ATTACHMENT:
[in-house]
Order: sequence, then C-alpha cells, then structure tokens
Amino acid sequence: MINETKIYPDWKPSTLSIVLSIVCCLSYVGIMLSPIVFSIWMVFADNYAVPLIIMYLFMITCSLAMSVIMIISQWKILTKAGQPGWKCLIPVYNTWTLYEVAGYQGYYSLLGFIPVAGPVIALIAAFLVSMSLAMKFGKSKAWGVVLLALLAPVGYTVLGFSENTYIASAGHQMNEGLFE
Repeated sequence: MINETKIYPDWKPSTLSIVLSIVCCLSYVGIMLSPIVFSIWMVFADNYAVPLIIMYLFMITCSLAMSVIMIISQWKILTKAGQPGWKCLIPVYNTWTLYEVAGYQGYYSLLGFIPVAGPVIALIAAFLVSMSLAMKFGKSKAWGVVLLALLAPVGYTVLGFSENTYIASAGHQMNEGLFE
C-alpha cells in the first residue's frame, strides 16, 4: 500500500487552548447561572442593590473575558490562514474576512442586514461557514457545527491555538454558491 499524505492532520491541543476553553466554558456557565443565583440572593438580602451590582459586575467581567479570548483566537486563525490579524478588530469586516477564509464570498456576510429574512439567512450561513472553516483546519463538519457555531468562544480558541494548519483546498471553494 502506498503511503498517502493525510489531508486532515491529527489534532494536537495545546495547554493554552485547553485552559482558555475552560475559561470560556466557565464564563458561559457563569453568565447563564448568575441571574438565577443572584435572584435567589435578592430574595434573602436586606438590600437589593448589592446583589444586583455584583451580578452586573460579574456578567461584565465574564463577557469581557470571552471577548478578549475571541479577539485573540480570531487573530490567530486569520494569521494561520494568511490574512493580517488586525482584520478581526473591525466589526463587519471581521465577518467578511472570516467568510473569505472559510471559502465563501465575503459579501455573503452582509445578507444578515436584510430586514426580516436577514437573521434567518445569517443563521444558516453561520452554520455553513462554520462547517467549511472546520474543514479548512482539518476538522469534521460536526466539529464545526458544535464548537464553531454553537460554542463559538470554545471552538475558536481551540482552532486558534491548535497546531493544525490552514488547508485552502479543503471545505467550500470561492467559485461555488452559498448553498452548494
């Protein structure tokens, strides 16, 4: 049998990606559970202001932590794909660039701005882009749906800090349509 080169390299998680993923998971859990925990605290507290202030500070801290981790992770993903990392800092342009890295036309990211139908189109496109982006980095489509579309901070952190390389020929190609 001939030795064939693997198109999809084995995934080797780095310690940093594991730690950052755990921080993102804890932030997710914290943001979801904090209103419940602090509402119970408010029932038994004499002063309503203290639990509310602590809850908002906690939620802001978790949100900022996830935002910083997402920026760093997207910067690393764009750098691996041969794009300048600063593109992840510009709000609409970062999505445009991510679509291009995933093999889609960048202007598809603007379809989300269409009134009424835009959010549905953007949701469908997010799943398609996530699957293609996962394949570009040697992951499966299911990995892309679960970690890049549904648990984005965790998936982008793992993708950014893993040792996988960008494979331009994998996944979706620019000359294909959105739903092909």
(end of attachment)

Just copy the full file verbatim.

[in-house]
Order: sequence, then C-alpha cells, then structure tokens
Amino acid sequence: MINETKIYPDWKPSTLSIVLSIVCCLSYVGIMLSPIVFSIWMVFADNYAVPLIIMYLFMITCSLAMSVIMIISQWKILTKAGQPGWKCLIPVYNTWTLYEVAGYQGYYSLLGFIPVAGPVIALIAAFLVSMSLAMKFGKSKAWGVVLLALLAPVGYTVLGFSENTYIASAGHQMNEGLFE
Repeated sequence: MINETKIYPDWKPSTLSIVLSIVCCLSYVGIMLSPIVFSIWMVFADNYAVPLIIMYLFMITCSLAMSVIMIISQWKILTKAGQPGWKCLIPVYNTWTLYEVAGYQGYYSLLGFIPVAGPVIALIAAFLVSMSLAMKFGKSKAWGVVLLALLAPVGYTVLGFSENTYIASAGHQMNEGLFE
C-alpha cells in the first residue's frame, strides 16, 4: 500500500487552548447561572442593590473575558490562514474576512442586514461557514457545527491555538454558491 499524505492532520491541543476553553466554558456557565443565583440572593438580602451590582459586575467581567479570548483566537486563525490579524478588530469586516477564509464570498456576510429574512439567512450561513472553516483546519463538519457555531468562544480558541494548519483546498471553494 502506498503511503498517502493525510489531508486532515491529527489534532494536537495545546495547554493554552485547553485552559482558555475552560475559561470560556466557565464564563458561559457563569453568565447563564448568575441571574438565577443572584435572584435567589435578592430574595434573602436586606438590600437589593448589592446583589444586583455584583451580578452586573460579574456578567461584565465574564463577557469581557470571552471577548478578549475571541479577539485573540480570531487573530490567530486569520494569521494561520494568511490574512493580517488586525482584520478581526473591525466589526463587519471581521465577518467578511472570516467568510473569505472559510471559502465563501465575503459579501455573503452582509445578507444578515436584510430586514426580516436577514437573521434567518445569517443563521444558516453561520452554520455553513462554520462547517467549511472546520474543514479548512482539518476538522469534521460536526466539529464545526458544535464548537464553531454553537460554542463559538470554545471552538475558536481551540482552532486558534491548535497546531493544525490552514488547508485552502479543503471545505467550500470561492467559485461555488452559498448553498452548494
């Protein structure tokens, strides 16, 4: 049998990606559970202001932590794909660039701005882009749906800090349509 080169390299998680993923998971859990925990605290507290202030500070801290981790992770993903990392800092342009890295036309990211139908189109496109982006980095489509579309901070952190390389020929190609 001939030795064939693997198109999809084995995934080797780095310690940093594991730690950052755990921080993102804890932030997710914290943001979801904090209103419940602090509402119970408010029932038994004499002063309503203290639990509310602590809850908002906690939620802001978790949100900022996830935002910083997402920026760093997207910067690393764009750098691996041969794009300048600063593109992840510009709000609409970062999505445009991510679509291009995933093999889609960048202007598809603007379809989300269409009134009424835009959010549905953007949701469908997010799943398609996530699957293609996962394949570009040697992951499966299911990995892309679960970690890049549904648990984005965790998936982008793992993708950014893993040792996988960008494979331009994998996944979706620019000359294909959105739903092909």